Are you asking what diamonds have to do with a generation of US students rejecting manufacturing as a viable career? Was this rejection the paradigm of generations past? Of course not! It was slow and steady encouragement and “advertising,” by an industry that would make more money based on student’s choices. Before I inspire a bunch of hate mail, I am NOT saying that traditional four-year colleges are bad. What I’m saying is that we all must keep in mind that the secondary education system is a business that seeks its own perpetuation. Colleges are a business just like DeBeers that have a vested interest in an entire population viewing what they provide as an absolute must. I think that it’s smart to question the “norms” in society. Don’t think so? Where are the jobs today? How many folks do you know have their adult children living with them, because they can’t find employment after college? How fast would these kids find a job if they knew how to program a CNC machining center? So how do we fix this? We didn’t get here over night, and this won’t be fixed overnight. But it can be a slow and steady storm. An army of people who work in manufacturing and supporting industries speaking, writing, advertising and advocating for the industry. It starts with people like Al Haveson challenging the membership of a State Manufacturing Association to do their part to pass the baton to the next generation. It starts with folks like Anthony LaMastra, former president of the same association, working hard to get a regional manufacturing training center in our state. It starts with apprenticeship programs around the country. It starts with people like Gene Haas making generous donations of machining centers to manufacturing educational programs throughout the country. It starts with other machine tool builders following Mr. Haas’s lead. It starts with people like you going to your son or daughters school to talk about how cool it is to MAKE things.
So many MILLIONS of great minds within the manufacturing community will retire in the next 10-20 years. What can you do to give back after you retire? Will you be a volunteer, a mentor or a writer? How will you help champion the industry once you retire? What would result if this conversation happens at EVERY state manufacturing association? What if it happens at a national level?
What happens if we go “DeBeers” on an entire generation of young people to champion US manufacturing?
I think that it is going to be a lot different than just the “More Automation” trend we’ve been seeing for the last few years.
Over the last eight years, our shops have been adding automation to better compete against low labor cost manufacturing abroad and to improve shop capability.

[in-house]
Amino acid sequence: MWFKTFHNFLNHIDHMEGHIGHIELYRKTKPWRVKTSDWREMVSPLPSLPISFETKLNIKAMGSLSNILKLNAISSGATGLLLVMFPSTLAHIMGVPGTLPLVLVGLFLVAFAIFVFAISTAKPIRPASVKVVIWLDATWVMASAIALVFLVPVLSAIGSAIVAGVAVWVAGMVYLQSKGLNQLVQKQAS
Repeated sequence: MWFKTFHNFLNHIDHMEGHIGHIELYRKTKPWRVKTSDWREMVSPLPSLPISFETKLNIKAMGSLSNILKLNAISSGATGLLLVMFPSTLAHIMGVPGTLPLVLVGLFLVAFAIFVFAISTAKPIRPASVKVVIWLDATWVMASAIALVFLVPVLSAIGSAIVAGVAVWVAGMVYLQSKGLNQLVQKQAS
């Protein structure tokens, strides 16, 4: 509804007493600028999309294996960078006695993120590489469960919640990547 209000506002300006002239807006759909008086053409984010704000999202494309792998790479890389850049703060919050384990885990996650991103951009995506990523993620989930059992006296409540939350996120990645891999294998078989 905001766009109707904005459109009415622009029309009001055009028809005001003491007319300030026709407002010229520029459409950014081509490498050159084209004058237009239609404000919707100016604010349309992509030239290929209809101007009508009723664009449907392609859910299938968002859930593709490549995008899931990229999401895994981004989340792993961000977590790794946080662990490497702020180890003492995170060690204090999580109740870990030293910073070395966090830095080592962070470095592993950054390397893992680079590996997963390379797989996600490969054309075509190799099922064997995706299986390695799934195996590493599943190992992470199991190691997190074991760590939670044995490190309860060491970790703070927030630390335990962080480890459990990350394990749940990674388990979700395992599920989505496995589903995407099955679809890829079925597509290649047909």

I know, because at the end of 2003, we took a mission to China to see how we could better compete with the emerging dragon that was Chinese manufacturing.
What do the next 8 years hold in store for us? What will be the forces at work to reshape our shop as we know it?
Have a look at these two graphs from BLS:
Not looking so good for adding younger talent according to these charts.
The projected labor force growth over the next 10 years will be affected by the aging of the baby-boom generation; as a result, the labor force is projected to grow at a slower rate than in the last several decades
Here’s my (tongue in cheek) artist’s conception of the shop of the future.
What is your vision for the shop of the future? 25 words or less please for Round 1. Thoughtful, shocking, and compelling visions will be considered for an expanded treatment in a future post. Post your comment below.
In one word: “demographics.” Here are five reasons from Shirley A. Engelhardt, President and Founder of ORTHOWORLD Inc., a strategic services firm solely focused in orthopaedics, and Founder and Managing Member of Knowledge Ventures, LLC, an early stage musculoskeletal investment fund.
5 Reasons: 1)We’re getting older. 2) We’re becoming more demanding, both mentally and physically. 3) We’re not taking such good care of our bodies, even at a young age. 4) We’re continuing to believe, at 40 or 50, that we’re still 25. 5) We’re prone to falls, accidents and other foibles of daily living (and always will be).
Shirley Englehardt has plenty of facts and data to back that up, and if you are in (or thinking about entering) the medical orthopedic parts market, the article at the link below will be Gold for you. Orthoworld article. Photocredit: Thanks to Jeff Remaley at Orthoworld for sharing the great article.